Wet weather brings out the slugs


  • Lots of rain and high soil moisture means we could see significant slug issues this autumn
  • High rainfall zone and soils with lots of clay or organic matter are considered high risk
  • Monitor after any rain before sowing using refuges and/or baits
  • If paddock risk is high, bait at sowing to protect emerging seedlings and re-check affected areas to assess the need to re-bait

What affects slug risk?

With significant rain and an early start to the season in some areas, we are already starting to see slugs inflicting damage to early sown crops in parts of southern NSW.

Slugs have been a significant problem in some areas in the last few years, with south-west Victoria and west Gippsland seeing huge numbers of 300 to 400 slugs per square metre in 2020. As was also noticed last year, slugs are becoming a problem earlier in the season presenting a significant threat to canola crops and newly-sown pastures.

In a typical year, adult slugs are stimulated out of their summer aestivation following autumn rains. Risk areas include high rainfall zones (>450 mm/annum) which have green bridge and wet establishment conditions.

Slugs will generally be more problematic in soils high in clay and organic matter, paddocks with stubble retained and areas where slugs have previous history. Slugs are more likely to reach damaging levels when soil moisture levels at a depth of 500-600 mm are high and/or the area experiences more than 70-80 mm rainfall within a 3-week period.

Slug species and damage

The main pest species of slugs that attack broadacre crops are the black keeled slug (Milax gagates) and the grey field slug (Deroceras reticulatum). The brown field slug (Deroceras invadens) can also be a serious pest, with multiple species often co-occurring.

Slugs will attack most crops and pastures, however the most susceptible crops are canola, especially young seedlings up to the six leaf stage and wheat seed/ pre-emerged seedlings in the drill rows.

Canola damage by slugs. Photo by Julia Severi

The damage caused by slugs includes rasping and shredding of leaves up to complete defoliation of crops. Slugs will eat all parts of the plant but the seedling stage is most vulnerable and this is when major economic losses can occur.

For detailed information about slugs see the black keeled slugs and grey field slugs PestNotes.


Monitor all paddocks every three days after any rain which occurs prior to seeding, especially if sowing canola. Monitoring techniques include refuge traps and baiting at the margins of the paddock and checking back the following morning for dead slugs.

Refuge traps (e.g. terracotta tiles) can be used to monitor grey field slugs, however keep in mind that black keeled slugs often do not use surface refuges, so estimating black keeled slug numbers using refuge traps can be misleading.

Refuge traps for grey field slugs should be placed on the soil surface when it is visibly wet, and then checked after a few days for the presence of slugs underneath. A few pieces of slug bait under each trap will help to attract slugs if they are present. Metaldehyde bait strips can also be put out to monitor by checking the morning after deployment for dead slugs.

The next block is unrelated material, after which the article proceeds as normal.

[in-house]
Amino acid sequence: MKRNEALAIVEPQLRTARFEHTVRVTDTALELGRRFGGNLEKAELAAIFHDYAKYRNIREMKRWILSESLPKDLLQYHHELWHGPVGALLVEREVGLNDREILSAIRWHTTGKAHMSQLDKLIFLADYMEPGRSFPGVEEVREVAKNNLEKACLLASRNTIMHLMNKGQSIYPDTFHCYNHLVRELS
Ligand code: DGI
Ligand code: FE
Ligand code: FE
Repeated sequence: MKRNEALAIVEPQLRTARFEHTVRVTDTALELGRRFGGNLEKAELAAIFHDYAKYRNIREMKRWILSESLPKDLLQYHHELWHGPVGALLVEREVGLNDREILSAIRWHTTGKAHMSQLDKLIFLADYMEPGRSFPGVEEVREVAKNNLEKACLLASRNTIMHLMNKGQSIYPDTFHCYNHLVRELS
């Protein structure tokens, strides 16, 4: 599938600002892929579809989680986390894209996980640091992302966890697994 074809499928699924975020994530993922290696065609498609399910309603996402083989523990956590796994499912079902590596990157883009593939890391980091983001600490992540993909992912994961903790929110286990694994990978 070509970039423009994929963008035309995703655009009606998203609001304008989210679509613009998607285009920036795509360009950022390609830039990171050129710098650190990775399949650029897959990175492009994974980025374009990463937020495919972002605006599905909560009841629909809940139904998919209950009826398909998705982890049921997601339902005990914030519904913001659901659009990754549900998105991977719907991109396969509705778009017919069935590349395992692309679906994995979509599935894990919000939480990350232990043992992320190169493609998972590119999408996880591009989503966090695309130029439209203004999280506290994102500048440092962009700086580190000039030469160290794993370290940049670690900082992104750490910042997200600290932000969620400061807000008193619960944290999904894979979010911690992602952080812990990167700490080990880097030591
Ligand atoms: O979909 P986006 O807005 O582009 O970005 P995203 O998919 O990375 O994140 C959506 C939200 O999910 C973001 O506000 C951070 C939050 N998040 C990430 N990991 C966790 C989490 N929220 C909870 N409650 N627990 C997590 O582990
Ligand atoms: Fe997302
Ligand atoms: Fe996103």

Continued monitoring may be necessary, especially in canola. It’s important to keep an eye on affected areas after baiting because re-baiting may be required under high slug infestations or split emergence of populations due to different species co-occurring in the same field.

Once the crop has been sown and germination has commenced, crops should be visually examined for damage and to ensure adequate rates of baits applied at sowing remain active to protect seedlings. Damp and mild conditions are optimal for slug activity; hence mornings after these conditions are the best time for monitoring.


Paddocks with known history or planned canola crops in high rainfall zones will need to be proactive with slug baiting this season and applying bait at sowing will be critical. There are several baits registered against slugs in broadacre crops, but we recognise that chemicals may be difficult to source under current supply chain limitations.

Baits are a crop protectant and must be applied immediately after sowing and rolling, prior to crop emergence. Drilling of baits will protect seed but not seedlings, hence a follow up surface application is recommended. Thirty pellets per m² are needed to ensure adequate chance of encounter.

It’s important to recognise that some baits are more stable than others under cold temperatures and significant rainfall. For more information visit the SARDI Snail and slug baiting guidelines.

GRDC Video with Dr Michael Nash on slug bait timing and monitoring techniques


Thank you to Julia Severi for contributions to this article.

Cover image: Photo by Andrew Weeks, Cesar Australia

What is Pestfacts south-eastern?

PestFacts south-eastern keeps growers and advisers informed about invertebrate pests and beneficials in broadacre crops and pastures during the winter-cropping season in Victoria and southern New South Wales.


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Since 2019 PestFacts south-eastern has been running through IPMforGrains: Best Practice Insect Pest Management, a project delivered by the National Pest Information Network (Cesar Australia, DPIRD, QDAF, NSW DPI, and SARDI). This project aims to provide grain growers and advisors with information on invertebrate grain pest occurrence and equip industry with the knowledge needed to implement integrated pest management practices. This initiative is a GRDC investment and includes in-kind contributions from all project partner organisations.

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